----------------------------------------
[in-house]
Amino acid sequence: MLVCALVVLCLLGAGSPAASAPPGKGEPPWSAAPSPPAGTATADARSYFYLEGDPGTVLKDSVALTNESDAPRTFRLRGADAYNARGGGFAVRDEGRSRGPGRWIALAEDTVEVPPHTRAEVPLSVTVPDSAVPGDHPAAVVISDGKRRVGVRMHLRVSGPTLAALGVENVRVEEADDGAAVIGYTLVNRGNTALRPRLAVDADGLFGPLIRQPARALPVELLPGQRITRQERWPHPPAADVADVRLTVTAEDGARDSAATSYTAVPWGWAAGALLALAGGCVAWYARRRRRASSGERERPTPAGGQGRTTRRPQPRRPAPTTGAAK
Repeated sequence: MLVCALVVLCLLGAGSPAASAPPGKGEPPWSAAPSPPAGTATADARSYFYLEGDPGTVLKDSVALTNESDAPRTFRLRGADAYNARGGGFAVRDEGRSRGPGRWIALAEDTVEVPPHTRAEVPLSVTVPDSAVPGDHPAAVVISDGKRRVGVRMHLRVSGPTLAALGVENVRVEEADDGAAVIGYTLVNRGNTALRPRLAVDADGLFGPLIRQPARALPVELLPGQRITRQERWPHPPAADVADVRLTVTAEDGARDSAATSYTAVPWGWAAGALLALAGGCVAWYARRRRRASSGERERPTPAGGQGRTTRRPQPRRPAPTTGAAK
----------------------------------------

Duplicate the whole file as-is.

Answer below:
[in-house]
Amino acid sequence: MLVCALVVLCLLGAGSPAASAPPGKGEPPWSAAPSPPAGTATADARSYFYLEGDPGTVLKDSVALTNESDAPRTFRLRGADAYNARGGGFAVRDEGRSRGPGRWIALAEDTVEVPPHTRAEVPLSVTVPDSAVPGDHPAAVVISDGKRRVGVRMHLRVSGPTLAALGVENVRVEEADDGAAVIGYTLVNRGNTALRPRLAVDADGLFGPLIRQPARALPVELLPGQRITRQERWPHPPAADVADVRLTVTAEDGARDSAATSYTAVPWGWAAGALLALAGGCVAWYARRRRRASSGERERPTPAGGQGRTTRRPQPRRPAPTTGAAK
Repeated sequence: MLVCALVVLCLLGAGSPAASAPPGKGEPPWSAAPSPPAGTATADARSYFYLEGDPGTVLKDSVALTNESDAPRTFRLRGADAYNARGGGFAVRDEGRSRGPGRWIALAEDTVEVPPHTRAEVPLSVTVPDSAVPGDHPAAVVISDGKRRVGVRMHLRVSGPTLAALGVENVRVEEADDGAAVIGYTLVNRGNTALRPRLAVDADGLFGPLIRQPARALPVELLPGQRITRQERWPHPPAADVADVRLTVTAEDGARDSAATSYTAVPWGWAAGALLALAGGCVAWYARRRRRASSGERERPTPAGGQGRTTRRPQPRRPAPTTGAAK